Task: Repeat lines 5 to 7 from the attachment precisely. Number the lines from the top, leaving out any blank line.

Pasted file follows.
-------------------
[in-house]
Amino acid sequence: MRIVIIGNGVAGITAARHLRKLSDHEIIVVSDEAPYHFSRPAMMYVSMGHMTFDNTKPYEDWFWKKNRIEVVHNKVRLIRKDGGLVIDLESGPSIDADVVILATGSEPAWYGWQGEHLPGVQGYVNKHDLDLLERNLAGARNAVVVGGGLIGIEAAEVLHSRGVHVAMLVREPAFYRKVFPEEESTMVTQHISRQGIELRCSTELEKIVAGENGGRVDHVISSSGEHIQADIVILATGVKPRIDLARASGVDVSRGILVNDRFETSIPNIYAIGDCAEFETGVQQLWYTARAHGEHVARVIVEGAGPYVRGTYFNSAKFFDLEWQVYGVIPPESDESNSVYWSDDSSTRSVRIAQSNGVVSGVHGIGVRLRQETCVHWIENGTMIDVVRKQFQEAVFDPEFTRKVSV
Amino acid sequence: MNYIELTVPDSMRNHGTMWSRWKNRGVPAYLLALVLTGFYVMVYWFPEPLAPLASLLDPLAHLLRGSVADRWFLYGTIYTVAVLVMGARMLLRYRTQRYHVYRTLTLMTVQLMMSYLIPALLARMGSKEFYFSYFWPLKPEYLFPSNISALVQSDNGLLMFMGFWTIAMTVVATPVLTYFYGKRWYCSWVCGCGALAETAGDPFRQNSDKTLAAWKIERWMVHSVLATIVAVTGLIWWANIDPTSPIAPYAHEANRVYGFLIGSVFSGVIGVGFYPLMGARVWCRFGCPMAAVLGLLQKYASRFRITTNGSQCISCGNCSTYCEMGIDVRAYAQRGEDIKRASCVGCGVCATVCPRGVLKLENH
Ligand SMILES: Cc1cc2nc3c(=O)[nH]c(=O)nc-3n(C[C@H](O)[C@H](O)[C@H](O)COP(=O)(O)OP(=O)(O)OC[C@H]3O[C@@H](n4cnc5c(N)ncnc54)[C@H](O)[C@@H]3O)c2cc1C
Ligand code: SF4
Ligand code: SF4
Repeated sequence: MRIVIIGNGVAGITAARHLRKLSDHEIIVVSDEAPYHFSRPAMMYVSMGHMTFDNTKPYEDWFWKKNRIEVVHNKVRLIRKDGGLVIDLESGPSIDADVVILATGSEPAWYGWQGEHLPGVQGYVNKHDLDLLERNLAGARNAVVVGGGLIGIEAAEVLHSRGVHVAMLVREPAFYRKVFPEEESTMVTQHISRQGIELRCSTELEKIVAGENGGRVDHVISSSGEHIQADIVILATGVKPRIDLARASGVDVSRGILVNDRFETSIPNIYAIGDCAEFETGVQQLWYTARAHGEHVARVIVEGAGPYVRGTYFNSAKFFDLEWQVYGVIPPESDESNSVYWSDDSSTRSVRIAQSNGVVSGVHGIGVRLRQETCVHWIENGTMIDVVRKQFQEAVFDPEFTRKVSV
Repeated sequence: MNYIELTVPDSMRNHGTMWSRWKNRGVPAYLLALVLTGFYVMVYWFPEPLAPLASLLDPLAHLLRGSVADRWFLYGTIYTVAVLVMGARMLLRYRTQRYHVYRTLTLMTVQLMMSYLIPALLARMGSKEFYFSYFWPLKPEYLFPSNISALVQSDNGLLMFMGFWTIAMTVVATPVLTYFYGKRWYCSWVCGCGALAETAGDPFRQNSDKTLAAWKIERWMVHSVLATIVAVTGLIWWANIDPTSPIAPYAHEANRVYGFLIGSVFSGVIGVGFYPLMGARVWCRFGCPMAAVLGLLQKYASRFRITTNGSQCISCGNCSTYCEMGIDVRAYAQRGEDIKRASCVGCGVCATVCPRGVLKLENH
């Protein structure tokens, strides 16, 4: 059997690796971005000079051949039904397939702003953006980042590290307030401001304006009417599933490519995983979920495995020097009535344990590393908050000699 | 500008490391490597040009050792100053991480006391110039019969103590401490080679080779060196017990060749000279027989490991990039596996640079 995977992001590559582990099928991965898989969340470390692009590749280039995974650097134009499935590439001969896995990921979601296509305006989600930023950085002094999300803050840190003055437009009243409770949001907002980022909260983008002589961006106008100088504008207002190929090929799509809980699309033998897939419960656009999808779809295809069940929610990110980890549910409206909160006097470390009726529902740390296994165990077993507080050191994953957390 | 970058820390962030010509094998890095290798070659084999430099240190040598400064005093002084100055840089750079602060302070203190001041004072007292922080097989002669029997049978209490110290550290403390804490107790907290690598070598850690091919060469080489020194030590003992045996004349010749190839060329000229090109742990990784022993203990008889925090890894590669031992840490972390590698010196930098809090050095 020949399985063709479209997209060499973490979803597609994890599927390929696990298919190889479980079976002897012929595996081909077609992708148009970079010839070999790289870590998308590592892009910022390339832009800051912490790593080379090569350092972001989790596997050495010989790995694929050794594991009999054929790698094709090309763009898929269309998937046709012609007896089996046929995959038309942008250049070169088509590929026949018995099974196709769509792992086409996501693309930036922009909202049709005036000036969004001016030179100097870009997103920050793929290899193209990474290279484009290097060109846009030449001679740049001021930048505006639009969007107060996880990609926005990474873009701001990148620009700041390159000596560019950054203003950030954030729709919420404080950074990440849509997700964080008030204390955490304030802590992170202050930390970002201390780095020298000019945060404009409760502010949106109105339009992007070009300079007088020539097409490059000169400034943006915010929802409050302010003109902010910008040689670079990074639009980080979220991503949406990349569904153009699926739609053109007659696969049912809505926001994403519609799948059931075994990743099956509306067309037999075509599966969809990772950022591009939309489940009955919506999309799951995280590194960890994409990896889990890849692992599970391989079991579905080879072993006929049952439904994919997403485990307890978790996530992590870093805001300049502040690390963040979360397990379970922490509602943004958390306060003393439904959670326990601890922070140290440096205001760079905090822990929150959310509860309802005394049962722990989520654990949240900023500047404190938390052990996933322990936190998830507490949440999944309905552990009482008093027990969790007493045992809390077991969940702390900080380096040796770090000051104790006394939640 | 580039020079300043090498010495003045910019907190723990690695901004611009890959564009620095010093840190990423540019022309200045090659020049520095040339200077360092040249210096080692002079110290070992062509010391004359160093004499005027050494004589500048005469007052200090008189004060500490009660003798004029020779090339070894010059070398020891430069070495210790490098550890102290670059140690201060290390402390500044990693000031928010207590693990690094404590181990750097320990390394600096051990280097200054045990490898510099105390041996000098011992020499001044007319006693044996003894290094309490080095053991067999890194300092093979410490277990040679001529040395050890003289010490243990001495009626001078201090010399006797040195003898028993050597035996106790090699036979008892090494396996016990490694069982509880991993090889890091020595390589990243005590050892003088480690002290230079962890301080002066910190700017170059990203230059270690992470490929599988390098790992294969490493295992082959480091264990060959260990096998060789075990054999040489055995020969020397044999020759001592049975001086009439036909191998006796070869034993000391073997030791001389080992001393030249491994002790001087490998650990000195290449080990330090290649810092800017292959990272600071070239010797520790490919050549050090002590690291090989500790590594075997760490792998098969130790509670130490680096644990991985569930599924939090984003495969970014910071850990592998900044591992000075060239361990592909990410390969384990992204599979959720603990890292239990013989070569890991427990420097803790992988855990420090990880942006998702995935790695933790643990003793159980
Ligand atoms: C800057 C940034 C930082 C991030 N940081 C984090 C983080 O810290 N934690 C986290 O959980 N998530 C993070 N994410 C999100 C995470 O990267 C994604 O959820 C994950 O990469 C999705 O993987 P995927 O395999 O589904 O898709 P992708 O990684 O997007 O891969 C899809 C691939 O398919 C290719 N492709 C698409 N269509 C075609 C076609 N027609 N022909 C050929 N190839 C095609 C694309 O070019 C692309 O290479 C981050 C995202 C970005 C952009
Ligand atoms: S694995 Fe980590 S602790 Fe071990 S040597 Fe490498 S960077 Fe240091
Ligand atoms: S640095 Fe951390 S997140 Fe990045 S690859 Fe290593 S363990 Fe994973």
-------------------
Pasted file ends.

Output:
Ligand code: SF4
Ligand code: SF4
Repeated sequence: MRIVIIGNGVAGITAARHLRKLSDHEIIVVSDEAPYHFSRPAMMYVSMGHMTFDNTKPYEDWFWKKNRIEVVHNKVRLIRKDGGLVIDLESGPSIDADVVILATGSEPAWYGWQGEHLPGVQGYVNKHDLDLLERNLAGARNAVVVGGGLIGIEAAEVLHSRGVHVAMLVREPAFYRKVFPEEESTMVTQHISRQGIELRCSTELEKIVAGENGGRVDHVISSSGEHIQADIVILATGVKPRIDLARASGVDVSRGILVNDRFETSIPNIYAIGDCAEFETGVQQLWYTARAHGEHVARVIVEGAGPYVRGTYFNSAKFFDLEWQVYGVIPPESDESNSVYWSDDSSTRSVRIAQSNGVVSGVHGIGVRLRQETCVHWIENGTMIDVVRKQFQEAVFDPEFTRKVSV